A Workshop on Historical "Wiki Wars" Was Held in the Museum
On May 12, in the Hall of Memory of the Holodomor Victims Memorial, the Ukrainian Wikipedia administrator Anton Protsiuk conducted the workshop “Wikipedia as an Instrument in the Wars for Historical Memory.”
Everyone uses Wikipedia, but not everyone knows how it is created. Since anyone who wants can edit articles, sometimes the real “wiki wars” start on controversial issues. However, informational wars on Wikipedia are not just the mechanical wars of edits, but a complex system of long discussions, conflicts and mediations. For example, in Russian Wikipedia, the discussion of the Middle East conflict takes 106 pages of A4.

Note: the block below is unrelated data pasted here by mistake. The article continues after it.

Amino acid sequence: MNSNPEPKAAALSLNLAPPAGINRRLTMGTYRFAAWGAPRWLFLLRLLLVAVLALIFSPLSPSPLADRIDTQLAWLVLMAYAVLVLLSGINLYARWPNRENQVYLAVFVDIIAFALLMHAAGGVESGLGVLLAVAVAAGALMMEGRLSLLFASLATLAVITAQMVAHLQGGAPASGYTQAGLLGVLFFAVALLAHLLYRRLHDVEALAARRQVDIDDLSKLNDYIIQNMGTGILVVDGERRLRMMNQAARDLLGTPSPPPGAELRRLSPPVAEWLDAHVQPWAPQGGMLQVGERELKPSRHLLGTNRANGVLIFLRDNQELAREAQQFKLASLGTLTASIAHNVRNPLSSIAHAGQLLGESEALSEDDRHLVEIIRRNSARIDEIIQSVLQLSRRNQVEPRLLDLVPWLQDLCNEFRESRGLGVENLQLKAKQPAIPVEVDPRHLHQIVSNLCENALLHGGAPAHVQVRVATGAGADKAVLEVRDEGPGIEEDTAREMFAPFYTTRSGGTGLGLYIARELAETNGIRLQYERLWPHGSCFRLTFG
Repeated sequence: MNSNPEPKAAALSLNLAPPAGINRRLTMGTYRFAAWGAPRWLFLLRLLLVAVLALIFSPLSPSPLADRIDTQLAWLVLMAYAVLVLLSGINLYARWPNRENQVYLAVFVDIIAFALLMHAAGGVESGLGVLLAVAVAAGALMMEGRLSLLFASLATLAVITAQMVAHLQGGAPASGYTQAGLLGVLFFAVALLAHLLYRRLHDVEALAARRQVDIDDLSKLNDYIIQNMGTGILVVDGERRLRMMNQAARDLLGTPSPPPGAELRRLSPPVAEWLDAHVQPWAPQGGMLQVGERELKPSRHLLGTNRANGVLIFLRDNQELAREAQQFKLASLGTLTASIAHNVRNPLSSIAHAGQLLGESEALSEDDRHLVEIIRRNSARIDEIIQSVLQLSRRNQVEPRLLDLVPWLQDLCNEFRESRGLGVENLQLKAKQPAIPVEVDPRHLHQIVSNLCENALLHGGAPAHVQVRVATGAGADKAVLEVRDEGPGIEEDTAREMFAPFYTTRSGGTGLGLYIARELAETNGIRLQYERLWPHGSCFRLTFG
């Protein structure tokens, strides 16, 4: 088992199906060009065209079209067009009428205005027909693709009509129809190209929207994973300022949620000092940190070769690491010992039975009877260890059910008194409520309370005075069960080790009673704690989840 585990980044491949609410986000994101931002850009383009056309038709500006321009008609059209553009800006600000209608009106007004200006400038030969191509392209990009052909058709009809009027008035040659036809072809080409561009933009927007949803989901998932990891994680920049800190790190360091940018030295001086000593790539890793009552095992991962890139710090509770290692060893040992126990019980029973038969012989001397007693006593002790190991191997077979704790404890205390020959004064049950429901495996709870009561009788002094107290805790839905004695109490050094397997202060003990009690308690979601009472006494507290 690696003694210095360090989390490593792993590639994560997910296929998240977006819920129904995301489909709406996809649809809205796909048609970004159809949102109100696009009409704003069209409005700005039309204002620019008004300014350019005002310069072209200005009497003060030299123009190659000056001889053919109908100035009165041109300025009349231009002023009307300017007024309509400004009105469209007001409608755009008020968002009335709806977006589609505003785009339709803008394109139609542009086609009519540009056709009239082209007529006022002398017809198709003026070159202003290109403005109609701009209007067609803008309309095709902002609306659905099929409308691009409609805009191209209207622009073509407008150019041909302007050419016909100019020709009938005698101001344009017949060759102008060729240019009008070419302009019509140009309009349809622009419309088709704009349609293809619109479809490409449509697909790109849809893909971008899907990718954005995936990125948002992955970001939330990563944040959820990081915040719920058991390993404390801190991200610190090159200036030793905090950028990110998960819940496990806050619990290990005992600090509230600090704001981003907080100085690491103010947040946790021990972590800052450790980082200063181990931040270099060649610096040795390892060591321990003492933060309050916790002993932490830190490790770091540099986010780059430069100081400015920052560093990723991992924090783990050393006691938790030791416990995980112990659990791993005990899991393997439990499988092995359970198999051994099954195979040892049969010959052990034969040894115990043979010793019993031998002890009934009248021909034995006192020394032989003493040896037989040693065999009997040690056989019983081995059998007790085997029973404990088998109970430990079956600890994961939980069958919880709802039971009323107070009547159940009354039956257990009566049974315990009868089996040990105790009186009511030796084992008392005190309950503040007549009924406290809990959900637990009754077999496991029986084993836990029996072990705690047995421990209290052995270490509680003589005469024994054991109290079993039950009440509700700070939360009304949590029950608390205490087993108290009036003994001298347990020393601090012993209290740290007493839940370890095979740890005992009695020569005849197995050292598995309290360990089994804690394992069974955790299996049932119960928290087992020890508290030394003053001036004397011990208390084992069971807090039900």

Workshop participants compared Wikipedia articles in different languages. They were able to see striking differences in the interpretation of historical events that have public resonance.
The article on the Holodomor of 1932–1933 in Russian Wikipedia supports Russia’s policy of denying the Holodomor as an act of genocide against Ukrainians. The term “Holodomor-genocide” is not used at all, but the article is called “Famine in Ukraine (1932–1933)”.
Unfortunately, today in Ukraine, the number of appeals to the Russian and Ukrainian sections of Wikipedia is almost identical; respectively, the Russian view on the events of Ukrainian history affects the worldview of Ukrainians.
At the same time, there are not enough articles about historical events in Ukraine in other languages.
Anton Protsiuk asked the Ukrainian-speaking segment of Internet users to take an active part in creating new and editing existing articles, not only in Ukrainian but also in other languages. This will allow expanding the Ukrainian content of Wikipedia and prevent the speading of anti-Ukrainian information.